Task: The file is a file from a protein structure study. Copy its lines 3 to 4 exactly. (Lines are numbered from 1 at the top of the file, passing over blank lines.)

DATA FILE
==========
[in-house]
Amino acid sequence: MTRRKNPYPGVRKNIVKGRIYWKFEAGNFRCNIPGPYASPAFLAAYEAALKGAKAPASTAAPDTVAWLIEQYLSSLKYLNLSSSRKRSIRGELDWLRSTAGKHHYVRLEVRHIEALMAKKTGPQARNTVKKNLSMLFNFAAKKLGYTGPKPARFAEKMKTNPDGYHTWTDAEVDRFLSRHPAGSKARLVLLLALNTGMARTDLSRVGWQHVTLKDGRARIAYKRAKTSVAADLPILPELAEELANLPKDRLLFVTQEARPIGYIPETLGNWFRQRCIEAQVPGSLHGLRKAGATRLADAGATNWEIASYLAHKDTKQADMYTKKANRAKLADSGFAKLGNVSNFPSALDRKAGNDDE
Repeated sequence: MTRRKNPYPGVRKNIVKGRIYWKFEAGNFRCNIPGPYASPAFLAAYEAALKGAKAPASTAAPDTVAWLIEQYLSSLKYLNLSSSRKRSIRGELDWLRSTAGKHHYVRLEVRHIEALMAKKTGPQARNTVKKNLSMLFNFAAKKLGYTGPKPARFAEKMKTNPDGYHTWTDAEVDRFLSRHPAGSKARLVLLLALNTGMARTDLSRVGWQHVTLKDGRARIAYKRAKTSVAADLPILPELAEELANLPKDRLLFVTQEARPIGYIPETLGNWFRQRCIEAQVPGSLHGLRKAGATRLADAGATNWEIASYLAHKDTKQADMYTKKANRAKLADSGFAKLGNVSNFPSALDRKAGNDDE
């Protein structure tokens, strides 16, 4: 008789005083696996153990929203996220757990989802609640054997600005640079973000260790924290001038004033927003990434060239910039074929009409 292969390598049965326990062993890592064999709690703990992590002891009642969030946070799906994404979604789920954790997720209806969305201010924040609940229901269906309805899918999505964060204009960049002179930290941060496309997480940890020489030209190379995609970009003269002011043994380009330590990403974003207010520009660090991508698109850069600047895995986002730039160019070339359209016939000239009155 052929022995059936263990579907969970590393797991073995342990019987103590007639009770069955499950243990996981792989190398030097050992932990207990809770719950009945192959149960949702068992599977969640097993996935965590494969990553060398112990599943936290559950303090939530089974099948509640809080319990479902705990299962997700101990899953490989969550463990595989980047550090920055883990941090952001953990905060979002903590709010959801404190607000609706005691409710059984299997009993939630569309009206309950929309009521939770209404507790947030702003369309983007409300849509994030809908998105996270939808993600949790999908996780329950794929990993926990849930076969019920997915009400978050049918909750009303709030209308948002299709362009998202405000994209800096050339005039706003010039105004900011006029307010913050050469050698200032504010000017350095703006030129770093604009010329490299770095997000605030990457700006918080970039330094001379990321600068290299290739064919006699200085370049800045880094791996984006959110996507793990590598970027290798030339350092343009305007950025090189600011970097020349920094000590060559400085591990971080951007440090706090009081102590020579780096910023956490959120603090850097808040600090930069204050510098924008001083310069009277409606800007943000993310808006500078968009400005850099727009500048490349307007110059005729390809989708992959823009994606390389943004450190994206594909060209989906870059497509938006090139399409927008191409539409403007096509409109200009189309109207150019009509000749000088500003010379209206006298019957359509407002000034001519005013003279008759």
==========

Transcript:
Repeated sequence: MTRRKNPYPGVRKNIVKGRIYWKFEAGNFRCNIPGPYASPAFLAAYEAALKGAKAPASTAAPDTVAWLIEQYLSSLKYLNLSSSRKRSIRGELDWLRSTAGKHHYVRLEVRHIEALMAKKTGPQARNTVKKNLSMLFNFAAKKLGYTGPKPARFAEKMKTNPDGYHTWTDAEVDRFLSRHPAGSKARLVLLLALNTGMARTDLSRVGWQHVTLKDGRARIAYKRAKTSVAADLPILPELAEELANLPKDRLLFVTQEARPIGYIPETLGNWFRQRCIEAQVPGSLHGLRKAGATRLADAGATNWEIASYLAHKDTKQADMYTKKANRAKLADSGFAKLGNVSNFPSALDRKAGNDDE
């Protein structure tokens, strides 16, 4: 008789005083696996153990929203996220757990989802609640054997600005640079973000260790924290001038004033927003990434060239910039074929009409 292969390598049965326990062993890592064999709690703990992590002891009642969030946070799906994404979604789920954790997720209806969305201010924040609940229901269906309805899918999505964060204009960049002179930290941060496309997480940890020489030209190379995609970009003269002011043994380009330590990403974003207010520009660090991508698109850069600047895995986002730039160019070339359209016939000239009155 052929022995059936263990579907969970590393797991073995342990019987103590007639009770069955499950243990996981792989190398030097050992932990207990809770719950009945192959149960949702068992599977969640097993996935965590494969990553060398112990599943936290559950303090939530089974099948509640809080319990479902705990299962997700101990899953490989969550463990595989980047550090920055883990941090952001953990905060979002903590709010959801404190607000609706005691409710059984299997009993939630569309009206309950929309009521939770209404507790947030702003369309983007409300849509994030809908998105996270939808993600949790999908996780329950794929990993926990849930076969019920997915009400978050049918909750009303709030209308948002299709362009998202405000994209800096050339005039706003010039105004900011006029307010913050050469050698200032504010000017350095703006030129770093604009010329490299770095997000605030990457700006918080970039330094001379990321600068290299290739064919006699200085370049800045880094791996984006959110996507793990590598970027290798030339350092343009305007950025090189600011970097020349920094000590060559400085591990971080951007440090706090009081102590020579780096910023956490959120603090850097808040600090930069204050510098924008001083310069009277409606800007943000993310808006500078968009400005850099727009500048490349307007110059005729390809989708992959823009994606390389943004450190994206594909060209989906870059497509938006090139399409927008191409539409403007096509409109200009189309109207150019009509000749000088500003010379209206006298019957359509407002000034001519005013003279008759």